Move Over, Dutch Men. Herzegovinians May Be Tallest in World

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The Dutch are famous for windmills, impressive feats of geoengineering, and being tall and blonde. At a towering 183.8 cm (just over 6 feet tall), Dutch men are widely hailed as the tallest in the world. But new data suggests that men from regions within the Balkan country of Bosnia and Herzegovina (B&H) are even taller.

The inhabitants of B&H display a large variation in average height. This is due to a combination of factors, such as genetics, religion, and socioeconomics. B&H is a multiethnic country, so the genetic background of its citizens is varied. Religion influences a person's dietary choices (e.g., Muslims avoid pork), while socioeconomic status affects the nutritional value of the food that a person can obtain. Just over half the population of B&H is Muslim, and the country is one of the poorest in Europe.

Research published in 2005 showed that individuals from the Dinaric Alps -- a mountain range that spans several countries, including B&H -- were the tallest in Europe1. That study, however, only examined adolescents (aged 17 years) and did not acquire regional data. So an international team of Eastern European researchers, led by Pavel Grasgruber of Masaryk University in Czech Republic, went back to B&H to obtain more detailed demographic information.

The team surveyed 37 towns in B&H, and it measured the heights of 3,192 men who were 17 to 20 years old. Average height in each region (given in cm) is shown on the right.

The tallest citizens of B&H lived in Herzegovina (the southern part of the country through which the Dinaric Alps cross), who measured on average 183.6 cm, a mere 0.2 cm shy of the Dutch. But in some regions of Herzegovina, the average man was 184 cm or taller2. In the Trebinje region at the southern tip of the country, the men were 184.5 cm, besting the Dutch by more than a quarter of an inch.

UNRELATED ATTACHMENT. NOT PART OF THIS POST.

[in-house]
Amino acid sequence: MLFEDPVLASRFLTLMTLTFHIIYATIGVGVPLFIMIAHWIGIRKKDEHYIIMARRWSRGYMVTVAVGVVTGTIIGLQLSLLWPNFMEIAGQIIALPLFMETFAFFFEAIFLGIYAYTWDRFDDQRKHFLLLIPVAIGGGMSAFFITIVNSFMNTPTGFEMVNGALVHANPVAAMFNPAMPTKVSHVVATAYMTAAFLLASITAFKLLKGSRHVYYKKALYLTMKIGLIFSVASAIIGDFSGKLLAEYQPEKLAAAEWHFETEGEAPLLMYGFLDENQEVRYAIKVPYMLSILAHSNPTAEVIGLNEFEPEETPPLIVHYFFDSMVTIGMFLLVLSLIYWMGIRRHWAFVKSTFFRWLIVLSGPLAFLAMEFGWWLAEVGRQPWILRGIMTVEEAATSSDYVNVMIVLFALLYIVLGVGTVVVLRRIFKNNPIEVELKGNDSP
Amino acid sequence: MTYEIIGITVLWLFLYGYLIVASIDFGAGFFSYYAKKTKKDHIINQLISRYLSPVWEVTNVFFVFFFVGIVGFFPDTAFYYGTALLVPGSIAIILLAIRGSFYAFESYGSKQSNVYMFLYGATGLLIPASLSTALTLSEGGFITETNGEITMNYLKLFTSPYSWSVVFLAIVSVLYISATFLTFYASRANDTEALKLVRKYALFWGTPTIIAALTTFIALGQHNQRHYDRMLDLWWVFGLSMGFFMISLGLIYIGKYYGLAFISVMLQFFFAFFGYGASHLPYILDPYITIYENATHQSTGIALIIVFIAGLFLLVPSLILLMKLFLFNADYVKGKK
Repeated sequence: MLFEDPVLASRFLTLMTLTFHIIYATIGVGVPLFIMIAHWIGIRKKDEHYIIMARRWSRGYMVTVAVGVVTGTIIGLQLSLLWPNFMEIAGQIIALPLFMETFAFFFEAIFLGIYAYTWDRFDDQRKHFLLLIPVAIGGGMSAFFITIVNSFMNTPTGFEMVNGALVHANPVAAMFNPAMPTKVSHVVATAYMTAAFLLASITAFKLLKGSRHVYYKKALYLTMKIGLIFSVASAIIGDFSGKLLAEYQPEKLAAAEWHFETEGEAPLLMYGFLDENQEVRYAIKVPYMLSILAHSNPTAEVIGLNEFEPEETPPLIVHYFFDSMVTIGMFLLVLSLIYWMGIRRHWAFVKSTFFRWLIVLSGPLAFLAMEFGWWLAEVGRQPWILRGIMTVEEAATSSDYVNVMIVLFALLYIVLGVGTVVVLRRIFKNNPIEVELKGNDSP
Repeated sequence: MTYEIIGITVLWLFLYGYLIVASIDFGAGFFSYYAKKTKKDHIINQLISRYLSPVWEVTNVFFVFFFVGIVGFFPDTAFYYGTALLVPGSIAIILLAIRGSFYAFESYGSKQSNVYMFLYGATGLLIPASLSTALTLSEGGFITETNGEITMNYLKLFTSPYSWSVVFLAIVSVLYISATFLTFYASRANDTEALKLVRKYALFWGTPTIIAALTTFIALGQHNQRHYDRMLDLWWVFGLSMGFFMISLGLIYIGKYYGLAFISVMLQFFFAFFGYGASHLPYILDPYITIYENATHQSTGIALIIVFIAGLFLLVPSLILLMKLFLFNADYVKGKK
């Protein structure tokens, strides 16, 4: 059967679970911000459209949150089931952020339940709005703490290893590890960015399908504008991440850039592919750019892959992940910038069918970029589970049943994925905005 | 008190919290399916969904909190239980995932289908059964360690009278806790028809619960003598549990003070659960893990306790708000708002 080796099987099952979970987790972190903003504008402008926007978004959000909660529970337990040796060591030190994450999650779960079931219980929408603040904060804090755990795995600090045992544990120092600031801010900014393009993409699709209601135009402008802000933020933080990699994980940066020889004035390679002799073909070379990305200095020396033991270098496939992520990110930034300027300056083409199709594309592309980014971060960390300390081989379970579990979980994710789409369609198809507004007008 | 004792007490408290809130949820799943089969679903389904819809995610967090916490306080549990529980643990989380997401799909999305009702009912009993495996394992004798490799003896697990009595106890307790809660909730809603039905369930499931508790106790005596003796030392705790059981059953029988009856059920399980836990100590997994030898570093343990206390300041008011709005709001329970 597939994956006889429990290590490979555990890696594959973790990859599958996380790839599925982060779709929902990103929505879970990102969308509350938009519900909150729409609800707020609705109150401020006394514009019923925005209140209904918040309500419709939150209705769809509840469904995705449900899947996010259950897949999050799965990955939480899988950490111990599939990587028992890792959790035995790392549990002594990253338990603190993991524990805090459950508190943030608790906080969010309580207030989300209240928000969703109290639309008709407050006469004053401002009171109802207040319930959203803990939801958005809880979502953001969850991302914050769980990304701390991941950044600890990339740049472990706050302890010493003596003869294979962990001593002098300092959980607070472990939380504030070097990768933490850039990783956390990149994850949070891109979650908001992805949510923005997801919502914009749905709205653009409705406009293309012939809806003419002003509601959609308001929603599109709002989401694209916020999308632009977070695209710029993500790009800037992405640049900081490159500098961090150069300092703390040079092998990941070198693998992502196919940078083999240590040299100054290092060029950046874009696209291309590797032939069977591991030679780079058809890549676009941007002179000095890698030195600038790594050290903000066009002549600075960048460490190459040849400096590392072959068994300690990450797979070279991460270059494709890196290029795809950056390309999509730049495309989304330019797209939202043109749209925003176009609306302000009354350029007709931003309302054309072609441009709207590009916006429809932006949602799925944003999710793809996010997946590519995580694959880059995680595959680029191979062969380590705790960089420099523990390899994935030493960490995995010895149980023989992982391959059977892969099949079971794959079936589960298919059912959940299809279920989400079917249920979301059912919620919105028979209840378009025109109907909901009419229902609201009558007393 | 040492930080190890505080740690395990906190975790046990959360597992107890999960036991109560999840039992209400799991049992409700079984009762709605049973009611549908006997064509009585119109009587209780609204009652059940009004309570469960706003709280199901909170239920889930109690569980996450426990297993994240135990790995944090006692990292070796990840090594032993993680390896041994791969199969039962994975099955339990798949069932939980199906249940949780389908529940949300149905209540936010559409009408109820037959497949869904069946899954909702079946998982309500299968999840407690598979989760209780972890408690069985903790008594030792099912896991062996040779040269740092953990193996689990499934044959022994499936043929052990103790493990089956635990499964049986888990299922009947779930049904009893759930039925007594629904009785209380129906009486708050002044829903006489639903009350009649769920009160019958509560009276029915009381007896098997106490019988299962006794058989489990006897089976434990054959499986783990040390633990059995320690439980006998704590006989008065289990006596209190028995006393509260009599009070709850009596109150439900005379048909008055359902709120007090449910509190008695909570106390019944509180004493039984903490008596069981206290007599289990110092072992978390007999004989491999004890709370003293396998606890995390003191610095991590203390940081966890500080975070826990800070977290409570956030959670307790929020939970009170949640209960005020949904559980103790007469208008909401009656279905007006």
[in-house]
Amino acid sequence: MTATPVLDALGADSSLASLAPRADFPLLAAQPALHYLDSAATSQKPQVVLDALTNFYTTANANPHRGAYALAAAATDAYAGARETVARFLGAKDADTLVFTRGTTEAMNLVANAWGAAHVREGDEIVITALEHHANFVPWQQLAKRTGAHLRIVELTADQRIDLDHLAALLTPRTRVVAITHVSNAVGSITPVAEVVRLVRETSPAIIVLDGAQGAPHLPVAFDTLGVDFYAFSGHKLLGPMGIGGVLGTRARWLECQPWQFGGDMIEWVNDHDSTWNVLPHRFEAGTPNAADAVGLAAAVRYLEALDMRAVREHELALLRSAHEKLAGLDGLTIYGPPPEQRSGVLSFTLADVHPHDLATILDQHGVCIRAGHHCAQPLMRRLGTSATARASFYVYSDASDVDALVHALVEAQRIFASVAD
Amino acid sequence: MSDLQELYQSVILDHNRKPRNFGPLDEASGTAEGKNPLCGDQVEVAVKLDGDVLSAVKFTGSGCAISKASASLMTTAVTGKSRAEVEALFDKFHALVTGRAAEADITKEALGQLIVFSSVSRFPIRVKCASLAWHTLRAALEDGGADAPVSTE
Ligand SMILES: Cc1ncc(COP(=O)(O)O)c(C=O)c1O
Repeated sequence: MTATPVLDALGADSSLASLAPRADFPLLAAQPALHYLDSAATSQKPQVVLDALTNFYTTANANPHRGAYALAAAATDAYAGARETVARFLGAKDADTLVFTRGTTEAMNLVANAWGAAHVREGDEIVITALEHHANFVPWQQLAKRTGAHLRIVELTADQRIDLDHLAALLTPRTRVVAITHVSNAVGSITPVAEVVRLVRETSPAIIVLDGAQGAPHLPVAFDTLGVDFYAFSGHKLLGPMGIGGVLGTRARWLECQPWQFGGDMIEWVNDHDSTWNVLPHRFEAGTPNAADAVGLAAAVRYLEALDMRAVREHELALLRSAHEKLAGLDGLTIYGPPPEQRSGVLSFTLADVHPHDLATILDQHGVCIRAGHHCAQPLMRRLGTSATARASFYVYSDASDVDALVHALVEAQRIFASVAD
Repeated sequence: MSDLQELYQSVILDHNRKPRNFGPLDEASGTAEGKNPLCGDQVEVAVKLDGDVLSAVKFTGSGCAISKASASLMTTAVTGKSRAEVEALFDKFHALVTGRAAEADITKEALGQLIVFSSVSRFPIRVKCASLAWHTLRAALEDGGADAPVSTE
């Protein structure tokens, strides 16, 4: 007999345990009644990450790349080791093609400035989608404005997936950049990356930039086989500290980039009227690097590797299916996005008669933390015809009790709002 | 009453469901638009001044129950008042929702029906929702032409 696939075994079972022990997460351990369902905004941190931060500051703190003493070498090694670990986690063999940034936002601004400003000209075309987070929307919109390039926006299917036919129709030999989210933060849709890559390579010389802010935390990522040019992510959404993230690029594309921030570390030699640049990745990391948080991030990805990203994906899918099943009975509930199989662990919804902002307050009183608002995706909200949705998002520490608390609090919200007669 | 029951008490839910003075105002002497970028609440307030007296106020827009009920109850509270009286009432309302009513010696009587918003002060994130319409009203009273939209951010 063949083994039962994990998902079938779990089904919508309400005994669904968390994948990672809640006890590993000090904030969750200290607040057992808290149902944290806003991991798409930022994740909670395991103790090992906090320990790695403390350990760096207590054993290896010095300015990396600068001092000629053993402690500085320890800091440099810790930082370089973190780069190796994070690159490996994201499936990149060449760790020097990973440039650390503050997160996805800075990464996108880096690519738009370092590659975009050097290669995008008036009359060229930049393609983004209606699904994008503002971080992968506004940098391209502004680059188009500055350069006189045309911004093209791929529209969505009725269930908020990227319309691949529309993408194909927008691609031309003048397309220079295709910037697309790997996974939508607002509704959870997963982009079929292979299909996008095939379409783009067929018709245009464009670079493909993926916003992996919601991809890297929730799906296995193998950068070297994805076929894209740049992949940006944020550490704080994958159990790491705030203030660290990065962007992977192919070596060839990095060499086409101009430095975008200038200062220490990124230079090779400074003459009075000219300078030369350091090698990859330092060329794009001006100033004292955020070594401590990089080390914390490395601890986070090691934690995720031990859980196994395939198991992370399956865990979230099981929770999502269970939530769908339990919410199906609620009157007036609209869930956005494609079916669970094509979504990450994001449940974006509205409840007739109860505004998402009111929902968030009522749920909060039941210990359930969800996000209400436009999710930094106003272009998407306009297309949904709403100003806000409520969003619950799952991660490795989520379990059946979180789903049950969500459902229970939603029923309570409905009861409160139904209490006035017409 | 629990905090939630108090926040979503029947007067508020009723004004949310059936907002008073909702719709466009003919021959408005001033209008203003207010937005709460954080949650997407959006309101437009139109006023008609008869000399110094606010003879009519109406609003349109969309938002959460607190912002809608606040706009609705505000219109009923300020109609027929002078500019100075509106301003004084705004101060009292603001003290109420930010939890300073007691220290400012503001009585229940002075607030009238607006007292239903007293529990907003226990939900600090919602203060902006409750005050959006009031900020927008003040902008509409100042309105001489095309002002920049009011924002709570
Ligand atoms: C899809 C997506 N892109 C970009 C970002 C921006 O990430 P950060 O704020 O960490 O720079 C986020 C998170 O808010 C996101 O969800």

The Tall Mountain Men of Herzegovina

What explains the height of Herzegovinians? The team believes two primary factors are at play, but they have opposing effects. 

A particular genetic profile in men (called Y haplotype I-M170) is correlated with height. (See graph on left below.) Ecological data3 shows that as the frequency of this genetic profile increases in the population, the average male height in a country also increases. In the Netherlands, about 35% of men have this genetic profile, but in Herzegovina, the frequency is over 70%. Extrapolating the genetic trend line suggests that the average Herzegovinian man could possibly be as tall as 190 cm (nearly 6' 3").

But the average male Herzegovinian isn't that tall. Why? That's where the other factor, nutrition, comes into play. Average male height in a nation is also correlated with protein quality. Nations that consume more protein in the form of pork, dairy, eggs, and fish tend to be taller, while those that attain more protein from cereals tend to be shorter. (The graph on the right shows that the Dutch have a diet rich in high-quality protein, while Bosnians and Herzegovinians do not.)

Because of the large Muslim population, many Herzegovinians don't eat pork. In an email to ACSH, Dr. Grasgruber says that the religious prohibition on pork may be largely to blame for the shorter average stature of Herzegovinians. Indeed, regions with a greater fraction of Muslims were shorter than regions with fewer Muslims. Additionally, poverty plays a role, as citizens of B&H were 1.9 cm taller if both of their parents went to university.

Together, the data suggests that Herzegovinians have the genetic potential to be more than two inches taller than the Dutch, but many currently do not achieve that potential due to nutritional choices and poverty.

Can we ever expect the Herzegovinians to surpass the Dutchmen? Yes, "give it 20-30 years," Dr. Grasgruber said. We'll check back on them in the year 2040.


(1) The study found the average 17-year-old male from the Dinaric Alps was 185.6 cm (over 6' 1").

(2) The average 17-20-year-old man in the town of Čapljina was 185.9 cm, the tallest in B&H.

(3) The weakness inherent in ecological studies is explained here.

Source: Pavel Grasgruber, et al. "The mountains of giants: an anthropometric survey of male youths in Bosnia and Herzegovina." R Soc Open Sci. Published: 12-Apr-2017. DOI: 10.1098/rsos.161054